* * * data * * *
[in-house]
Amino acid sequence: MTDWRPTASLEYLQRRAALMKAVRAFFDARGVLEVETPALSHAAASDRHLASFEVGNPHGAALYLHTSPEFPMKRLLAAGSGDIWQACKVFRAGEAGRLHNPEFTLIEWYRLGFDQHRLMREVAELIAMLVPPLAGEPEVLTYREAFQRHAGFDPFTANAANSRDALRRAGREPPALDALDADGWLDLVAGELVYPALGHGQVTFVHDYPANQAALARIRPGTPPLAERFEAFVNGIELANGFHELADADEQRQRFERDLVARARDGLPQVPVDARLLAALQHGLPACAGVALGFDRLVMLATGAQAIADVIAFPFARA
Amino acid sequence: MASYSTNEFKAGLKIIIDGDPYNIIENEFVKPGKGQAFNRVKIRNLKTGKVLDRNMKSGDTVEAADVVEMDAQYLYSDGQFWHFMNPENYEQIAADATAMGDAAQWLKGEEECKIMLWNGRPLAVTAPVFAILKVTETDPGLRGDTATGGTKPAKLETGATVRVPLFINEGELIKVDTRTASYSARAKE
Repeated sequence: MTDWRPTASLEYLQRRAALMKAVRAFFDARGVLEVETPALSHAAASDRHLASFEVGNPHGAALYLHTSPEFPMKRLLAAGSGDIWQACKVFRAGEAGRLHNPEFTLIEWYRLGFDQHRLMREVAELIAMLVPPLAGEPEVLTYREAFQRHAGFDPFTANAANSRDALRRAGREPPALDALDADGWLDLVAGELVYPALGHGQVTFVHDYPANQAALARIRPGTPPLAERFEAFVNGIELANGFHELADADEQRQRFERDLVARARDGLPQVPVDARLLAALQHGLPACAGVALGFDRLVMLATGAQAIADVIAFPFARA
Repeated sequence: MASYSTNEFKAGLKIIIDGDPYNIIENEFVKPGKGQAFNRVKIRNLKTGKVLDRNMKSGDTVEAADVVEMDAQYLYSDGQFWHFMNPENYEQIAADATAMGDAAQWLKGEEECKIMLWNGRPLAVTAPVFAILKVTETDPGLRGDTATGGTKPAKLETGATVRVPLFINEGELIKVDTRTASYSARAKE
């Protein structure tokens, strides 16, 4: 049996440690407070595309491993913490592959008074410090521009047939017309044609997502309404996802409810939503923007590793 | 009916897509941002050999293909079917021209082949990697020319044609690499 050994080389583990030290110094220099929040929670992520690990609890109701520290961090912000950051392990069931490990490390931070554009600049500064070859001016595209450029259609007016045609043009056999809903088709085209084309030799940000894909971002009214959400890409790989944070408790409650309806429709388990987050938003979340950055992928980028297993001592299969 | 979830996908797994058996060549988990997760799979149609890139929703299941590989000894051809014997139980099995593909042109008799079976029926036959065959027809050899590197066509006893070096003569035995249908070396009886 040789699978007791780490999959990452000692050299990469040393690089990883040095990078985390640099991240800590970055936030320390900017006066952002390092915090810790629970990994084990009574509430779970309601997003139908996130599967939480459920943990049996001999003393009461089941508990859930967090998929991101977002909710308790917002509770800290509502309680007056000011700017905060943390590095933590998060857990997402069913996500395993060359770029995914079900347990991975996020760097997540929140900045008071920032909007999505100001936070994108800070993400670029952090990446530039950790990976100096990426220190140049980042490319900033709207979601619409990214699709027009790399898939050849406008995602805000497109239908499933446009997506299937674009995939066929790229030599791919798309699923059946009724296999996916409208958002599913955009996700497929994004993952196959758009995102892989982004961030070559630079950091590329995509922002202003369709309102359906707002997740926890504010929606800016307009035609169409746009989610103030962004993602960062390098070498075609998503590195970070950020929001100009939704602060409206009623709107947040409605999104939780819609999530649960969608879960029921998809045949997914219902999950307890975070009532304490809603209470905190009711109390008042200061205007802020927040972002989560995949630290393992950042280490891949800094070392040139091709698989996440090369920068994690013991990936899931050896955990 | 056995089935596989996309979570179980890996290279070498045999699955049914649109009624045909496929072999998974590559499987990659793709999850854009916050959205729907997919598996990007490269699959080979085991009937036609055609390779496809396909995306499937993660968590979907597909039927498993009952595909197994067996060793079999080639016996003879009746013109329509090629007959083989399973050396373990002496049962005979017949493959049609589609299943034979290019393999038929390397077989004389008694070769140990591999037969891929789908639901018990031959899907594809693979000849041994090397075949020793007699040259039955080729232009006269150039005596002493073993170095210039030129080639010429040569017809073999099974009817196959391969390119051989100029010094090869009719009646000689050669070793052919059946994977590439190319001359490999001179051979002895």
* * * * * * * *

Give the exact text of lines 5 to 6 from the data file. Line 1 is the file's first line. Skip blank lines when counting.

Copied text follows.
Repeated sequence: MASYSTNEFKAGLKIIIDGDPYNIIENEFVKPGKGQAFNRVKIRNLKTGKVLDRNMKSGDTVEAADVVEMDAQYLYSDGQFWHFMNPENYEQIAADATAMGDAAQWLKGEEECKIMLWNGRPLAVTAPVFAILKVTETDPGLRGDTATGGTKPAKLETGATVRVPLFINEGELIKVDTRTASYSARAKE
């Protein structure tokens, strides 16, 4: 049996440690407070595309491993913490592959008074410090521009047939017309044609997502309404996802409810939503923007590793 | 009916897509941002050999293909079917021209082949990697020319044609690499 050994080389583990030290110094220099929040929670992520690990609890109701520290961090912000950051392990069931490990490390931070554009600049500064070859001016595209450029259609007016045609043009056999809903088709085209084309030799940000894909971002009214959400890409790989944070408790409650309806429709388990987050938003979340950055992928980028297993001592299969 | 979830996908797994058996060549988990997760799979149609890139929703299941590989000894051809014997139980099995593909042109008799079976029926036959065959027809050899590197066509006893070096003569035995249908070396009886 040789699978007791780490999959990452000692050299990469040393690089990883040095990078985390640099991240800590970055936030320390900017006066952002390092915090810790629970990994084990009574509430779970309601997003139908996130599967939480459920943990049996001999003393009461089941508990859930967090998929991101977002909710308790917002509770800290509502309680007056000011700017905060943390590095933590998060857990997402069913996500395993060359770029995914079900347990991975996020760097997540929140900045008071920032909007999505100001936070994108800070993400670029952090990446530039950790990976100096990426220190140049980042490319900033709207979601619409990214699709027009790399898939050849406008995602805000497109239908499933446009997506299937674009995939066929790229030599791919798309699923059946009724296999996916409208958002599913955009996700497929994004993952196959758009995102892989982004961030070559630079950091590329995509922002202003369709309102359906707002997740926890504010929606800016307009035609169409746009989610103030962004993602960062390098070498075609998503590195970070950020929001100009939704602060409206009623709107947040409605999104939780819609999530649960969608879960029921998809045949997914219902999950307890975070009532304490809603209470905190009711109390008042200061205007802020927040972002989560995949630290393992950042280490891949800094070392040139091709698989996440090369920068994690013991990936899931050896955990 | 056995089935596989996309979570179980890996290279070498045999699955049914649109009624045909496929072999998974590559499987990659793709999850854009916050959205729907997919598996990007490269699959080979085991009937036609055609390779496809396909995306499937993660968590979907597909039927498993009952595909197994067996060793079999080639016996003879009746013109329509090629007959083989399973050396373990002496049962005979017949493959049609589609299943034979290019393999038929390397077989004389008694070769140990591999037969891929789908639901018990031959899907594809693979000849041994090397075949020793007699040259039955080729232009006269150039005596002493073993170095210039030129080639010429040569017809073999099974009817196959391969390119051989100029010094090869009719009646000689050669070793052919059946994977590439190319001359490999001179051979002895």